And perhaps more impressive were the countless young people, students on summer break from all over the world who came to Lourdes to volunteer all smiling to help care for the sick. But most impressive of all...as though wearing the liturgical vestments of a Priest for Mass were the doctors and nurses in their scrubs, gowns, lab coats etc. 

As the Priest holds the precious body of Christ in His hands, how often do these Medical Personnel hold the precious lives of their patients in their expert hands...distributing to them the compassion of Christ by way of this gifted expertise? Never before had the fullness of redemption been more visible than at that Mass.

That Christ because He has a human body wanted to redeem every micro fiber of our being both body and soul. Christ would rise from the dead not as a ghost or apparition but with our entire body inside and out restored, renewed and perfectly healthy and glorified.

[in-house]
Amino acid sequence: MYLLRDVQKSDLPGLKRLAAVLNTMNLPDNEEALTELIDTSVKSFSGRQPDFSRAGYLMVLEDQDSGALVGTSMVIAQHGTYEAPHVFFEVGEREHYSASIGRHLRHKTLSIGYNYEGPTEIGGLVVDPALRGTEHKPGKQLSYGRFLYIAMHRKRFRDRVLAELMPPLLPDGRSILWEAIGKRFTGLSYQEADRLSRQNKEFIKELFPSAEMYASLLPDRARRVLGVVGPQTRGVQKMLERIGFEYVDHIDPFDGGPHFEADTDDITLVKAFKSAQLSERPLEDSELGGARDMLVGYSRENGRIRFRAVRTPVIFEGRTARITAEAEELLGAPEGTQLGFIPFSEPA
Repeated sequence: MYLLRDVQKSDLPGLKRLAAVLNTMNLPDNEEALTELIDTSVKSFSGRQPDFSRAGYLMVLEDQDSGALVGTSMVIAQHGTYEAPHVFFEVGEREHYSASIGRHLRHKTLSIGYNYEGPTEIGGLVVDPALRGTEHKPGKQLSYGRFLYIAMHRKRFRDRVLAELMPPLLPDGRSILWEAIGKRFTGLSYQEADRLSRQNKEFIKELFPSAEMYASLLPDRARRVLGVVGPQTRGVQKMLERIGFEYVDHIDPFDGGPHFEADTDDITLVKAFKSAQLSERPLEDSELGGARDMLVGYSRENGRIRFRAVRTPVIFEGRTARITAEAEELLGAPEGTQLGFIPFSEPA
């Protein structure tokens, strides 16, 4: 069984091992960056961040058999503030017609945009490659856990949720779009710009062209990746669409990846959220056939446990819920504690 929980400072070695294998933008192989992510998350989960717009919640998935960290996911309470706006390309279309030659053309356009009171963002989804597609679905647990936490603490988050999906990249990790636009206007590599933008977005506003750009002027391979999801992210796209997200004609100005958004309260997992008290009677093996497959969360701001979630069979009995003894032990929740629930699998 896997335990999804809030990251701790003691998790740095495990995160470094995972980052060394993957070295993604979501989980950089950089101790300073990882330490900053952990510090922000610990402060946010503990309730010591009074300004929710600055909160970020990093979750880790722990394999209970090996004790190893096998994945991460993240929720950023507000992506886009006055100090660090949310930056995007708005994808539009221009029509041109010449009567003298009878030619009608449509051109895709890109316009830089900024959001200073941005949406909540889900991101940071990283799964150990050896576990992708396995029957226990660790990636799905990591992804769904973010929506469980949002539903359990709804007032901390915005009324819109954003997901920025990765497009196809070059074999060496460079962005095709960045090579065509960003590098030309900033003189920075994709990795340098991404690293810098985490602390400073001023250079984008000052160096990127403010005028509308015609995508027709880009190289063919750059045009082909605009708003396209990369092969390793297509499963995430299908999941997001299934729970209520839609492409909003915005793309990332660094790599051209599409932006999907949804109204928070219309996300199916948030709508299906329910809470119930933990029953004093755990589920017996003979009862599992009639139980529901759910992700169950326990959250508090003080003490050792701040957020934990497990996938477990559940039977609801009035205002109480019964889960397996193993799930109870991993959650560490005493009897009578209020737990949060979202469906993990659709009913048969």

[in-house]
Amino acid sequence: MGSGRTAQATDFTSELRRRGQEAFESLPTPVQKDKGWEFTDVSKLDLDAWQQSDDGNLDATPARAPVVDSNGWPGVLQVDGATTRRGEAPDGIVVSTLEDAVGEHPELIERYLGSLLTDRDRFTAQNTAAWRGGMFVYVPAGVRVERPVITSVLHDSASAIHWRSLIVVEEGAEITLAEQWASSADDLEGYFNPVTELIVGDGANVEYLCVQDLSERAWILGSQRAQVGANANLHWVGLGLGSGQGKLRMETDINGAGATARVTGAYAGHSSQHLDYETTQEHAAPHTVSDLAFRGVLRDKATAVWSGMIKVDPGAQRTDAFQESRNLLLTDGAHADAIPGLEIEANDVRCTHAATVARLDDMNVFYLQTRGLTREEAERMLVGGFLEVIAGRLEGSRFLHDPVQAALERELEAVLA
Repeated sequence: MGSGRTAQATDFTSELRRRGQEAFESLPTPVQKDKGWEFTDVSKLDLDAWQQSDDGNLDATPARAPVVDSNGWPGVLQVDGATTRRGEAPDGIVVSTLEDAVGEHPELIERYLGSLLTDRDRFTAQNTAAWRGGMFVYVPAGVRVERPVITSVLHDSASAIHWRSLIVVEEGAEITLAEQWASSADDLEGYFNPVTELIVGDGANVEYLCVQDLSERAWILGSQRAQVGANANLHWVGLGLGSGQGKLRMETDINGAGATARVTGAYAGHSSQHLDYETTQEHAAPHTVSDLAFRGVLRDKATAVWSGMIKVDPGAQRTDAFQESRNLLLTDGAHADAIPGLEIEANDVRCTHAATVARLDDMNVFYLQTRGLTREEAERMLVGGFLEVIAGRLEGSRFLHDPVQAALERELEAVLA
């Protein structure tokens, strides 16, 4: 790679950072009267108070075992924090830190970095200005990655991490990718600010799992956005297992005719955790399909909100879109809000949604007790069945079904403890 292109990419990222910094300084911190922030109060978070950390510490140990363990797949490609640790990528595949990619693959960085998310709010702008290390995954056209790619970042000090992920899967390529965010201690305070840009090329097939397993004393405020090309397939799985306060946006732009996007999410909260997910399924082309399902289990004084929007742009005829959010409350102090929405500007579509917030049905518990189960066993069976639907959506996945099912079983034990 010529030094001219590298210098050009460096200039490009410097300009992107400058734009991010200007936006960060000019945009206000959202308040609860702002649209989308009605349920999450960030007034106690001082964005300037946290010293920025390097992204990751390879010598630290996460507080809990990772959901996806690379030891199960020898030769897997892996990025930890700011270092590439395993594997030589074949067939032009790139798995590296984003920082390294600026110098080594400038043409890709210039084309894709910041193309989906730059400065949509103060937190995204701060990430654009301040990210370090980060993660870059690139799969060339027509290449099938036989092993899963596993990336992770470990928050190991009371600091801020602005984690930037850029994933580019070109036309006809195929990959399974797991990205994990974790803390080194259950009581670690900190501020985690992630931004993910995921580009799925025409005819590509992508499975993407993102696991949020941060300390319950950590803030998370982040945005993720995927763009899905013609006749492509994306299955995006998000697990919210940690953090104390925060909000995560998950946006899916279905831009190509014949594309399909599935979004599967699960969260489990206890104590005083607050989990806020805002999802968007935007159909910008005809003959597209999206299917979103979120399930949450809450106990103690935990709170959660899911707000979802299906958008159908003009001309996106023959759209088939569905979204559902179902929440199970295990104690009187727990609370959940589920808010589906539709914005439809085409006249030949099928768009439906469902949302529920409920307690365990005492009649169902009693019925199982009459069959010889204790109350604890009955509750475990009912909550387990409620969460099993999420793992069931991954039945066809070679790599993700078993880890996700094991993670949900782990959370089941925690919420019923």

As Scripture states and as I saw that day: We do see Jesus “crowned with glory and honor” because he suffered death that by the grace of God he might taste death for everyone.f

The personal experience of sickness and suffering can make one acutely aware of the tenderness and goodness of another...as in those whose lives, talents, skills and profession we celebrate today and everyday. As Jesus insists when delivering His teaching on the Corporal or Bodily Works of Mercy as the litmus test for our entry into eternal life:

When I was sick you visited me...whatever you do to the least of my brothers and sisters you do to me...Each Hospital Bed its own Cross...each hospital and waiting room its own Calvary where like Sentinel Virgin Marys and Saint Johns beneath the Cross of Christ...Medical Personnel stand offering their support, encouragement and power to heal.

We greatly value the service they render to us and to our families in helping us overcome illness and maintain our health. And even those of us who are not in the medical field are aware that these days medicine is an especially demanding calling: not only in the knowledge and skills needed in the rapidly changing fields of medical technology, but also because our country is unsettled and divided over the best way to deliver medical care to the many of our fellow citizens.

Add to that the many challenges in the vast field of medical ethics and the challenges medical professionals face when they allow their religious faith to influence their practice. So it is important that these good professional men and women of faith pray with us and equally important that we pray with them and for them.